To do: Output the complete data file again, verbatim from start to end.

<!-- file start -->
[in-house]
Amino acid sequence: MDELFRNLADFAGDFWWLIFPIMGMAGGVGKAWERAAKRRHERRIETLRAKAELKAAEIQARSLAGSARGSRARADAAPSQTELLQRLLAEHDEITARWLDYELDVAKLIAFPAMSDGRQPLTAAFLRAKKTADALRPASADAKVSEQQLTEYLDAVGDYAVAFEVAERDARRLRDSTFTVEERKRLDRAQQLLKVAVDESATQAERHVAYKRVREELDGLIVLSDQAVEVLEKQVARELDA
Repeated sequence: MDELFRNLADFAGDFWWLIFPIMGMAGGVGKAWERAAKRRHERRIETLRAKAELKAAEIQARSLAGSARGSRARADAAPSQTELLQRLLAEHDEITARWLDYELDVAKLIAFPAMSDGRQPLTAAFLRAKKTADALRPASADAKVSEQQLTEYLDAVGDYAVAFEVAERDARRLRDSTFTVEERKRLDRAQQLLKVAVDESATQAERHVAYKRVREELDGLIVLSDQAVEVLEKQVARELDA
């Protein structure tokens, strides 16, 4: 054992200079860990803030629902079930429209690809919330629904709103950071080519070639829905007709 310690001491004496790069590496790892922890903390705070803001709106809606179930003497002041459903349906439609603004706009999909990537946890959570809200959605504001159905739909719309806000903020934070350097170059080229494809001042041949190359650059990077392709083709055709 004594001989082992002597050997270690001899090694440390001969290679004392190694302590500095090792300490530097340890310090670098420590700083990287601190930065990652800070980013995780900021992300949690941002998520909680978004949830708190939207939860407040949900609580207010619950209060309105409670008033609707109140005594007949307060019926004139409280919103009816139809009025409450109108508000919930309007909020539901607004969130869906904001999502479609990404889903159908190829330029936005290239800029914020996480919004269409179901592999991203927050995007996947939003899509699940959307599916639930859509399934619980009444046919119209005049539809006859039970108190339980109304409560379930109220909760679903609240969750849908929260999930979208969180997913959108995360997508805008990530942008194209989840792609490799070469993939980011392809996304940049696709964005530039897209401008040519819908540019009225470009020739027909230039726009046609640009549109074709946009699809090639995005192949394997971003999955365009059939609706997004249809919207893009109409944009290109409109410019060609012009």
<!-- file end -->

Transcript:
[in-house]
Amino acid sequence: MDELFRNLADFAGDFWWLIFPIMGMAGGVGKAWERAAKRRHERRIETLRAKAELKAAEIQARSLAGSARGSRARADAAPSQTELLQRLLAEHDEITARWLDYELDVAKLIAFPAMSDGRQPLTAAFLRAKKTADALRPASADAKVSEQQLTEYLDAVGDYAVAFEVAERDARRLRDSTFTVEERKRLDRAQQLLKVAVDESATQAERHVAYKRVREELDGLIVLSDQAVEVLEKQVARELDA
Repeated sequence: MDELFRNLADFAGDFWWLIFPIMGMAGGVGKAWERAAKRRHERRIETLRAKAELKAAEIQARSLAGSARGSRARADAAPSQTELLQRLLAEHDEITARWLDYELDVAKLIAFPAMSDGRQPLTAAFLRAKKTADALRPASADAKVSEQQLTEYLDAVGDYAVAFEVAERDARRLRDSTFTVEERKRLDRAQQLLKVAVDESATQAERHVAYKRVREELDGLIVLSDQAVEVLEKQVARELDA
């Protein structure tokens, strides 16, 4: 054992200079860990803030629902079930429209690809919330629904709103950071080519070639829905007709 310690001491004496790069590496790892922890903390705070803001709106809606179930003497002041459903349906439609603004706009999909990537946890959570809200959605504001159905739909719309806000903020934070350097170059080229494809001042041949190359650059990077392709083709055709 004594001989082992002597050997270690001899090694440390001969290679004392190694302590500095090792300490530097340890310090670098420590700083990287601190930065990652800070980013995780900021992300949690941002998520909680978004949830708190939207939860407040949900609580207010619950209060309105409670008033609707109140005594007949307060019926004139409280919103009816139809009025409450109108508000919930309007909020539901607004969130869906904001999502479609990404889903159908190829330029936005290239800029914020996480919004269409179901592999991203927050995007996947939003899509699940959307599916639930859509399934619980009444046919119209005049539809006859039970108190339980109304409560379930109220909760679903609240969750849908929260999930979208969180997913959108995360997508805008990530942008194209989840792609490799070469993939980011392809996304940049696709964005530039897209401008040519819908540019009225470009020739027909230039726009046609640009549109074709946009699809090639995005192949394997971003999955365009059939609706997004249809919207893009109409944009290109409109410019060609012009």